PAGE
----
As the MLS semifinals begin on November 23rd, two of MLS’ greatest stars look set to move on. Well, one is for sure heading to retirement, while the other has been more opaque about it. Landon Donovan announced months ago that this would be his final season. His farewell tour kicked off with a semi-manufactured “Landon Donovan Send-Off” friendly vs. Ecuador. Then he said good-bye to the LA Galaxy fans in his final regular season match. Now he needs a win against the frightening Seattle Sounders to reach yet another MLS Cup final.
Thierry Henry’s future is less clear. Many believe he is moving on after these playoffs, perhaps back to his beloved Arsenal. At 37, Henry is nowhere near his prime, but has shown he can still contribute more than intangible leadership.
Both of their MLS careers have been impressive in their own ways. Donovan started with the San Jose Earthquakes in 2001, moved over to Los Angeles in 2005, and became widely regarded as the best MLS player ever. The stats back it up. He’s the all-time league leader in goals and assists, while picking up five MLS titles. This season, he tallied 10 goals and 19 assists, not exactly the numbers of a player who needs to retire. They were partly boosted due to the fact he played 31 games (about seven more than his average) this season, because he wasn’t invited to the World Cup by a certain German. Still, Donovan’s productivity remained uninhibited, even though he’s 32 and clearly over this whole soccer thing.
The Frenchman Henry signed on as a Designated Player with the New York Red Bulls in 2010. He only played 11 games that season, but his next four campaigns would prove that, while he had certainly lost a step, he could still impact games. Recording 15 goals in 2012 earned him an MLS MVP finalist spot (the award went to Chris Wondolowski). Like Donovan, his highest assist total (14) actually also came this year. The remaining hurdle for Henry is playoff success. Until a week ago, his Red Bulls had been knocked out in the quarterfinals every postseason since 2010. It would be pretty rough on his MLS legacy to never even make it to a Cup final.
Even if that were to happen, it doesn’t change Henry’s positive influence on professional soccer in the United States. Although many love to point to his presence as proof that Major League Soccer is just a “retirement league”, more objective eyes can see that the league has made significant gains in the last several years, harboring a group of legit talents, young and old. Henry raised the Red Bulls’ average attendance numbers immediately and they haven’t really gone down since. In his mid-to-late-thirties, American soccer fans were still treated to a massive talent who had already won some of the biggest trophies in world football.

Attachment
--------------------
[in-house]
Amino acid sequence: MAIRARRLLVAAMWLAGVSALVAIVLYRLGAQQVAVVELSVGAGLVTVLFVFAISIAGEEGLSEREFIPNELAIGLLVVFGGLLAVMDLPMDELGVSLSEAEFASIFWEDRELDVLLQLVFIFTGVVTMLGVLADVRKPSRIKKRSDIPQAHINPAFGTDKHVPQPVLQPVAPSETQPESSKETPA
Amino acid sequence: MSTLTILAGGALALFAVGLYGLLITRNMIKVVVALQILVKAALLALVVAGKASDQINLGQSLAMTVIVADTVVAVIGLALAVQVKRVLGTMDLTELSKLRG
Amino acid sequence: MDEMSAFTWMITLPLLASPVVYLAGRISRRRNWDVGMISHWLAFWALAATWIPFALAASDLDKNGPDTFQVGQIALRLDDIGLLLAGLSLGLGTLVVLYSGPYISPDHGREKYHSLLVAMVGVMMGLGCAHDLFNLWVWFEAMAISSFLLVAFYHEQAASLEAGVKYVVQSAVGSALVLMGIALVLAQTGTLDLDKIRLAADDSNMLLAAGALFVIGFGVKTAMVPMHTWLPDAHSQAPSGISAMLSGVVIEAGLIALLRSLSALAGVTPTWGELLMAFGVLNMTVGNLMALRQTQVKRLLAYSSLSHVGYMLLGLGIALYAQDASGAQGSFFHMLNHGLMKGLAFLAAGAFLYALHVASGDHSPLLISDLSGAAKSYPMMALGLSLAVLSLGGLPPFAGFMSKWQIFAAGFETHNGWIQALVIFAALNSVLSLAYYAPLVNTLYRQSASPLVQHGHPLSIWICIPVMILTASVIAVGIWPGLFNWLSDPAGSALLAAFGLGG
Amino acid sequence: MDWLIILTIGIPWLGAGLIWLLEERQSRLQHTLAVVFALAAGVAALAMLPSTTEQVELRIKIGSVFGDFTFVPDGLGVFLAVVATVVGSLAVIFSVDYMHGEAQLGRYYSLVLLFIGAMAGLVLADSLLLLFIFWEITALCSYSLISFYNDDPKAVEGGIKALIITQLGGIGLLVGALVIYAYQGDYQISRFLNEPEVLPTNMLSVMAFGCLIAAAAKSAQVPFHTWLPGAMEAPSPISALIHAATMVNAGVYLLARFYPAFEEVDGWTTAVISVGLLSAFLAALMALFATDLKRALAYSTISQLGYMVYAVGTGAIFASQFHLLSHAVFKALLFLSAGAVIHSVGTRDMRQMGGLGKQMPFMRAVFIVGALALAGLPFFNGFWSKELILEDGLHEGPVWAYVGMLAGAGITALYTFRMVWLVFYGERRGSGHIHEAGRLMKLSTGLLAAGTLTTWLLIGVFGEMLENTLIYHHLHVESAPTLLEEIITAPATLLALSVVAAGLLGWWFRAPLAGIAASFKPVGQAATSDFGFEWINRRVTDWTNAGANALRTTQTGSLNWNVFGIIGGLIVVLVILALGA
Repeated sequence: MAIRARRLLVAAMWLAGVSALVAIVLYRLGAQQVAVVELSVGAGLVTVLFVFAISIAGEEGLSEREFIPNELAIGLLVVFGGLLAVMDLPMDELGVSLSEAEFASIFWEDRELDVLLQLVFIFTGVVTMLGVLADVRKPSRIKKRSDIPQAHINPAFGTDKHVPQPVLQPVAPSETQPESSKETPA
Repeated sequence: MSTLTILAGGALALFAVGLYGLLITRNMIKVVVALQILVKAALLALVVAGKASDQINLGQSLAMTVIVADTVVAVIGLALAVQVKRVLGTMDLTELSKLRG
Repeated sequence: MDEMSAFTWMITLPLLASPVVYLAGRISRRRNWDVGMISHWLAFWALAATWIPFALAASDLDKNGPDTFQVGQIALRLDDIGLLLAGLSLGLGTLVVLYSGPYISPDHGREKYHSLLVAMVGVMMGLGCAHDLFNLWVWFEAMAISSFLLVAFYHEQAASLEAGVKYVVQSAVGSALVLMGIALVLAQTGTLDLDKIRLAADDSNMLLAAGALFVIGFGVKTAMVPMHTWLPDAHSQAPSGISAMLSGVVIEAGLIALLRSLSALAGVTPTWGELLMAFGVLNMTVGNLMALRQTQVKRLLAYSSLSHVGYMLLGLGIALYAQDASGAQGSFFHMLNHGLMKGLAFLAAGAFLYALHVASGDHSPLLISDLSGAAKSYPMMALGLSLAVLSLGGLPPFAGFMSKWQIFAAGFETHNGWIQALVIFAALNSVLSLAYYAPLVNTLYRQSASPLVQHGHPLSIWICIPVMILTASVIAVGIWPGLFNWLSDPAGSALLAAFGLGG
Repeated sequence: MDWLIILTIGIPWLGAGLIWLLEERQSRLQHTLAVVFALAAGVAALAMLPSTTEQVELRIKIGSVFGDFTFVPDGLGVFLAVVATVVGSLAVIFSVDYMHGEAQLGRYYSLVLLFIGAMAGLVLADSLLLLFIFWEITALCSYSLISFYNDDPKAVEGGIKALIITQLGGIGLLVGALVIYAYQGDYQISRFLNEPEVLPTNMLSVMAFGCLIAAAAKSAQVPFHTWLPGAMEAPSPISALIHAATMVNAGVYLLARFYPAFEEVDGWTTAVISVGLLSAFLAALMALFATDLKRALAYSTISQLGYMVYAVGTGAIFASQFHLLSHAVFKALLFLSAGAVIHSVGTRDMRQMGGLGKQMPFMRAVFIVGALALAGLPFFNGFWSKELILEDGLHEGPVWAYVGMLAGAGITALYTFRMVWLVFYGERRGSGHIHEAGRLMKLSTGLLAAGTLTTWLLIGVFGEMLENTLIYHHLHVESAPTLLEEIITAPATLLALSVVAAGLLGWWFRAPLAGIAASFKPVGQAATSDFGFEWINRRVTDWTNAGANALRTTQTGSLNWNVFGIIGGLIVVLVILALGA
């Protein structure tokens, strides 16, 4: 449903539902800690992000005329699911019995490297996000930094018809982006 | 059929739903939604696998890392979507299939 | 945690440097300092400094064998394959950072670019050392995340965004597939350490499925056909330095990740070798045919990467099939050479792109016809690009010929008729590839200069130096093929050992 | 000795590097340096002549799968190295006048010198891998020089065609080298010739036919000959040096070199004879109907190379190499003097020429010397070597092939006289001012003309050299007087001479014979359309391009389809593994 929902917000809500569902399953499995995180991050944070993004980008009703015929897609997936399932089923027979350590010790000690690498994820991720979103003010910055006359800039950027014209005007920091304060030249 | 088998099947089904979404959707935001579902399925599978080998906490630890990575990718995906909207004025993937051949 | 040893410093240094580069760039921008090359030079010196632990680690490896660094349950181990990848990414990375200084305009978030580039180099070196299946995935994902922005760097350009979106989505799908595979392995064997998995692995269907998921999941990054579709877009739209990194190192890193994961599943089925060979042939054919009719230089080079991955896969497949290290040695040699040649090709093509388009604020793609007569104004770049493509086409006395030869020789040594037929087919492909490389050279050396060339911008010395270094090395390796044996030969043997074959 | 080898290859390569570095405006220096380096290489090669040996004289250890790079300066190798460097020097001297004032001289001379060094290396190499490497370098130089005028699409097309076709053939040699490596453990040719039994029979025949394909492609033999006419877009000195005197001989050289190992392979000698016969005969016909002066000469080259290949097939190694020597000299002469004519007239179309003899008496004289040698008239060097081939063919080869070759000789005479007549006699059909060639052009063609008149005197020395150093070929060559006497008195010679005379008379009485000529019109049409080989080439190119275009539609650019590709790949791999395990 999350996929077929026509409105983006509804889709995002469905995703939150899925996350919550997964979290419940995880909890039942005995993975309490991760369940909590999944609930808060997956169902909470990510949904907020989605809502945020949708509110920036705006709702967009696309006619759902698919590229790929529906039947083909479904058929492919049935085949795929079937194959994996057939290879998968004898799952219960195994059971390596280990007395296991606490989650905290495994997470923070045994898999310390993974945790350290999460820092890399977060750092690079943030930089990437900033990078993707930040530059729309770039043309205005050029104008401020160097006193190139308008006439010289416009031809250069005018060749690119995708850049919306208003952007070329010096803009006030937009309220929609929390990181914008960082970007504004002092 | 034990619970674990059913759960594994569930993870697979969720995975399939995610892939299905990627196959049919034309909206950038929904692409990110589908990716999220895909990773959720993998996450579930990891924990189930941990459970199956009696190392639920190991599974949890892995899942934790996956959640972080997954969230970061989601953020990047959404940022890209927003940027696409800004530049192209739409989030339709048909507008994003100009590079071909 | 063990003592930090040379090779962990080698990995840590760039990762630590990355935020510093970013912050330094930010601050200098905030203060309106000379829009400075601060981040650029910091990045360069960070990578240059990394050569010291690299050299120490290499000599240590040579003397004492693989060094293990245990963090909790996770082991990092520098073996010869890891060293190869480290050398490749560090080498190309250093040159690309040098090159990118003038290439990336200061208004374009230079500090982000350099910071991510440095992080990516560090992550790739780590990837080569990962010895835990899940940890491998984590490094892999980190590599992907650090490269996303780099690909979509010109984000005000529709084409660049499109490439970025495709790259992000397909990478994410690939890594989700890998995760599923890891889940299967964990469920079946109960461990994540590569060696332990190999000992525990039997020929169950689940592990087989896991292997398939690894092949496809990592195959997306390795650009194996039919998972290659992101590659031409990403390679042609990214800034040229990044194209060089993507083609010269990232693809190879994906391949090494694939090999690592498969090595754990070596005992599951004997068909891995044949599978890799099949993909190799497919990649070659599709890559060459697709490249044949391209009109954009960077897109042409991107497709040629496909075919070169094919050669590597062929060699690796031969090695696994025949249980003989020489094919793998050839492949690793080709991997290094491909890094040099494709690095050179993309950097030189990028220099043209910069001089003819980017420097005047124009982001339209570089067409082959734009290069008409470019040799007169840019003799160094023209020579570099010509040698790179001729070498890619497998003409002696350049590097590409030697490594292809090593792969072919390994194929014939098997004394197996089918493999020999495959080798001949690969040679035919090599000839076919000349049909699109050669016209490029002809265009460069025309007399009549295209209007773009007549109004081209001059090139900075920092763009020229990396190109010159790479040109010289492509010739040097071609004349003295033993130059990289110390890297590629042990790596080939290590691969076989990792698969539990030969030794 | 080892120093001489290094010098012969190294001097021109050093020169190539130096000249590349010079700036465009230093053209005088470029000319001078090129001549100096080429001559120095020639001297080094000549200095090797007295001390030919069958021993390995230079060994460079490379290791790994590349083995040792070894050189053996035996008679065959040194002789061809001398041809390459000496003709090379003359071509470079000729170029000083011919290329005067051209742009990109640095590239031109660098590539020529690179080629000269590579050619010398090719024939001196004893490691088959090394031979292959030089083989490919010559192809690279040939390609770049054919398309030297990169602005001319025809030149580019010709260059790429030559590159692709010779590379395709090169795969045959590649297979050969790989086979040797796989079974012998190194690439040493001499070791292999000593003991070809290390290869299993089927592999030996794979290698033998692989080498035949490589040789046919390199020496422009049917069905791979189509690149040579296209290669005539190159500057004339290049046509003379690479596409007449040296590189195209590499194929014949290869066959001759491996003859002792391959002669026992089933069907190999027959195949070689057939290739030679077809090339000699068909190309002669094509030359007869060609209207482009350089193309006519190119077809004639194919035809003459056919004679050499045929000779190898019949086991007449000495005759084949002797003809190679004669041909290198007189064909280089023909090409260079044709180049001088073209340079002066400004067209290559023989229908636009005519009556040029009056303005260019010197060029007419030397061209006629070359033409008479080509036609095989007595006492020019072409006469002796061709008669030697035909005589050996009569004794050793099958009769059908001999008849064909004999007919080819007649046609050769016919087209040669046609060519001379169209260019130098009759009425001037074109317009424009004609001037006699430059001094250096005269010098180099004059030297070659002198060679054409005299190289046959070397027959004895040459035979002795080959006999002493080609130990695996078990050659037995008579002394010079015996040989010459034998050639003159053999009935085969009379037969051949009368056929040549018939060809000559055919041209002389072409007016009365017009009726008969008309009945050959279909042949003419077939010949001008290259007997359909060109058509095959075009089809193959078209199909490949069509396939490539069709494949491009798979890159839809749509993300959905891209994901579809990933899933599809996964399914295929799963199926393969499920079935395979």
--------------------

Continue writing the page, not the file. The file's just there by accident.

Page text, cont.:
Donovan’s MLS legacy is unimpeachable. Many love to criticize him for not giving it more of a shot overseas, but he was happier living in beautiful California and making great money as the face of the MLS. Can you really blame him for that? There’s also a certain pressure that comes with being the face of both your national team and its professional league; Donovan usually handled it with aplomb. The league will miss him more than any other player that has left before.
So do either of these legends have a good chance to hoist the MLS Cup in early December? Of the two, I would put my betting dollars on Donovan’s Galaxy. Not only are they a more complete team, but Donovan is on a tear. He just submitted a hat trick in the second-leg of their first-round series vs. Real Salt Lake. Against Seattle, they do have the tougher semifinal matchup, but it’s almost difficult not to see Donovan go out with a final MLS victory. With four assists, Henry has also played extremely well through three playoff games. He will need to keep doing so if the Red Bulls want to advance past the New England Revolution.
It’s worth taking a moment to consider who will replace these guys as two of the league’s most experienced and recognizable stars. Clint Dempsey is still around, as is Michael Bradley. Other USMNT names include Sporting KC’s Graham Zusi and Matt Besler, and New England’s Jermaine Jones. Even without Donovan, the Galaxy’s Robbie Keane will continue playing like he’s got a fever and the only prescription is putting the ball in the back of the net. Same with Bradley Wright-Phillips in New York after Henry departs. Finally, we can’t forget about NYCFC’s incoming aged stars, Frank Lampard and David Villa.
It’s tough for the MLS to lose two brand name players, but both Donovan and Henry certainly leave with the league in a much better state than they found it.